Understanding the differences between our talent audiences in the wider context of HR can get confusing. Learning how to approach the topic of talent audiences correctly is key to getting our messages across.
There seems to be a logical reason for our confusion. We are using the same profiles for versatile needs:
- setting goals
- evaluating performance
- organizing professional development opportunities
- writing job posts
- and attempting to employer brand
The application of talent and talent target audiences changes depending on our message and the objective.
We simply need to get our head around how to work with talent audiences.
Why are we getting confused about our target audiences in the wider context of HR?
The people operations of an organization are responsible for acquiring, keeping and developing people.
At the core of this business function are the people the business needs today, tomorrow and in the future.
We are confusing ourselves with target audiences when we use the detailed position descriptions as a base for all targeting.
Let’s look at how we typically define our talent target audiences in the wider context of HR.
The people we need today and want to keep for the future
Our workers, employees, staff, management, leaders; they all make up the people we need today and most likely want to keep in the future.
We use role or position descriptions to define and communicate the skills and competencies we see important in these roles.
These position description form the basis for hiring, setting goals and evaluating the performance of our people in those roles. They are also used in communicating professional development paths in organizations.
When we want to talk about a role, we dig out the role description and use it as our talking point.
This works really well and is exactly the right way to use position (or role) descriptions.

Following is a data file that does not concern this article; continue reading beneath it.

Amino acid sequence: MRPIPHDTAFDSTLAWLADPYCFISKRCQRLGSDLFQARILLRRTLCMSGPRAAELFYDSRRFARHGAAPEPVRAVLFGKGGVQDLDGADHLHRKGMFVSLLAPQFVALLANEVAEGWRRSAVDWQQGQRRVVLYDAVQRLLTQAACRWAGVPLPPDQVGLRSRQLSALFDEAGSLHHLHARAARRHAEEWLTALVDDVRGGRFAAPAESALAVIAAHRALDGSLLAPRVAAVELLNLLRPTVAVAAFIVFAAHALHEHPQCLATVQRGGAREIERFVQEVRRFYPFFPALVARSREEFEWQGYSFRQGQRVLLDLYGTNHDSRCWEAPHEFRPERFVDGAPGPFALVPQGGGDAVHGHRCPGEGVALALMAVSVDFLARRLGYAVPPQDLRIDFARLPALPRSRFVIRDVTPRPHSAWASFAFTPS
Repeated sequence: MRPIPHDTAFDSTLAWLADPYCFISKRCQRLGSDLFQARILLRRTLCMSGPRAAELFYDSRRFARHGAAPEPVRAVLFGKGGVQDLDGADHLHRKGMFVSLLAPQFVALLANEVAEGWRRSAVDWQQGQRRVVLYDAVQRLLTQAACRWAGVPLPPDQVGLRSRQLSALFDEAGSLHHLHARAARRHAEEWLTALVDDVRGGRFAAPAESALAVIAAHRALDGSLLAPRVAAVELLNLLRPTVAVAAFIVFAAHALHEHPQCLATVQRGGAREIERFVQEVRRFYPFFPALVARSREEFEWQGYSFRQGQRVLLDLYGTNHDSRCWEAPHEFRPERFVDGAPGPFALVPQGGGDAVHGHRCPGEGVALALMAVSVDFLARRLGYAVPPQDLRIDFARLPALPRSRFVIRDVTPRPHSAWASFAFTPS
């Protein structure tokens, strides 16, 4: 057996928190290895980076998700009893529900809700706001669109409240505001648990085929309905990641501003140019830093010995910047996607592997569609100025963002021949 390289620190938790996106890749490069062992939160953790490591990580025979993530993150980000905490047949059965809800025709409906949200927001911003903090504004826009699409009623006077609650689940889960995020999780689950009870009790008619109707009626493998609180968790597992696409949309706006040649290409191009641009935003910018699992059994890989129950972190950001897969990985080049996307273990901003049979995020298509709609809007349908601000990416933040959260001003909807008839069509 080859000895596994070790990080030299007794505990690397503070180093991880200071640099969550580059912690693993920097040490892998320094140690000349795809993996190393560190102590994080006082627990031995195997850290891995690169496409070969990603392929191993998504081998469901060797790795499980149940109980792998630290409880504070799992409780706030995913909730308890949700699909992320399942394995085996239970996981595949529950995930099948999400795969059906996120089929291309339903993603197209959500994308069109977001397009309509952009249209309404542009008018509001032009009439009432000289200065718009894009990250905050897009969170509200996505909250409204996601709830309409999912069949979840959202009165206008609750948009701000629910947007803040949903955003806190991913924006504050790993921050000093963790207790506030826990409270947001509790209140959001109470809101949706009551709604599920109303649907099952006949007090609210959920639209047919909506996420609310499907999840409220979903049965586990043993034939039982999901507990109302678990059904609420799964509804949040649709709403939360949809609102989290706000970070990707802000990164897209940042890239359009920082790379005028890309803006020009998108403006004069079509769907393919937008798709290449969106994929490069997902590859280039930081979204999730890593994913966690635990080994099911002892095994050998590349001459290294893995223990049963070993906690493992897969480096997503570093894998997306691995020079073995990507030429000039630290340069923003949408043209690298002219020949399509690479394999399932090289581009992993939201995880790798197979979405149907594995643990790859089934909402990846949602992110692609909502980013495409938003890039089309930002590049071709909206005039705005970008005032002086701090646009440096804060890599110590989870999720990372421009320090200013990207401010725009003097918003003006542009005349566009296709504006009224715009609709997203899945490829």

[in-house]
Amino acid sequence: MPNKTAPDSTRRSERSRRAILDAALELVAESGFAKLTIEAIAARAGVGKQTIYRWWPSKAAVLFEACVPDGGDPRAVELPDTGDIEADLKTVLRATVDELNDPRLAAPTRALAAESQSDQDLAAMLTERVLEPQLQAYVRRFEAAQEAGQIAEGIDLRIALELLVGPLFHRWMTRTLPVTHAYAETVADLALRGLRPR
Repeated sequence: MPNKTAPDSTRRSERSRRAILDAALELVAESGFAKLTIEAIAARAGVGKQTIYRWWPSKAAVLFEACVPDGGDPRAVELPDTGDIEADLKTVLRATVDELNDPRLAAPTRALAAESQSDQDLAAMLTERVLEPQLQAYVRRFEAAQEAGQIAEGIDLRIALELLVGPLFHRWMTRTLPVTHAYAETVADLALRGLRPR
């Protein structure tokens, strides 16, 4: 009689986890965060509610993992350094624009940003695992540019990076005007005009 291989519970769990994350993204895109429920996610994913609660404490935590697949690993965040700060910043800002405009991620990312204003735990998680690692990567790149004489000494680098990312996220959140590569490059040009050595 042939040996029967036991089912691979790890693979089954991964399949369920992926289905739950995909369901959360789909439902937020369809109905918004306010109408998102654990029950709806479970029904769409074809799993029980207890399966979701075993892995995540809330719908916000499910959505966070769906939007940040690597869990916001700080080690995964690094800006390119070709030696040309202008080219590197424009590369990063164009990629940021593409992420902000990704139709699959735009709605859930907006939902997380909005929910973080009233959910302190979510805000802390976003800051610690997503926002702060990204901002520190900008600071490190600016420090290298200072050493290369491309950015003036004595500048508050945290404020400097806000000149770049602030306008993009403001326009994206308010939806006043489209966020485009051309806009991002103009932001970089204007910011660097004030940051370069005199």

Those people our business needs tomorrow
Many hiring managers still wake up to the hiring need at the last minute. The hurry of hiring someone at the last minute leads to the most common reason for hiring mistakes: failure to assess what skills and competencies are beneficial in the role and which type of a character has the best potential for success in this role, team and in the working culture.
What this hurry looks like is “we need this person tomorrow so let’s just dig out the old job post or the position description and add the deadline for applications on it”.
In other words, we often hire for the roles in the future with descriptions and requirements that made sense sometime in our business history.
When we continuously hire for the history, or at most for tomorrow, we prevent ourselves from learning what the business needs in the future. And that skill and knowledge is what you need in employer branding.
Those people our business needs in the future make up our target audiences for employer branding
Employer branding is not about who we hire today.
The best value from employer branding comes from making it about who we need to keep and hire for the future of this business.
And for that, we must know where this business is going, what type of skills, experiences, insight, networks and attitude our business success requires from us in the coming years.
Success in employer branding comes from positioning on the talent market in such way that creates us competitive business advantage.
Success in employer branding comes from positioning [as an employer] on the talent market in such ways that creates competitive business advantage.Susanna Rantanen
Using position descriptions in employer branding makes little sense
It makes little sense to use your current recruitment profiles and position descriptions as your target audiences in employer branding.
The target audiences for the employer brand simply aren’t everyone we hire and employ.
To create competitive advantage with the employer brand, you only want to choose those target audiences that make strategic sense for your business.
And here’s a novel suggestion: Instead of looking at your position descriptions and recruitment profiles, think about the people. Think about who these people are beyond their professional skills and experiences.
The problem with all marketing is, when we try to target everyone, we end up targeting no one.
When we attempt to position as everyones place to work, we fail to position as anyone’s preferred place to work.
The competitive business advantage created by employer branding is based on our unique promise and the proven ways we are delivering that promise.
To sum up, when we are focusing on working with profiles for internal purposes we end up losing sight of our own role and position on the external market.
Defining organizational positions and roles, setting up goals and expectations, evaluating performance and filling vacancies is simply a different practice than employer branding.
Even though employer branding is often expected to have a positive impact on hiring success, success in hiring is not about the roles, it’s about matching your mission with the minds of your target talent audiences.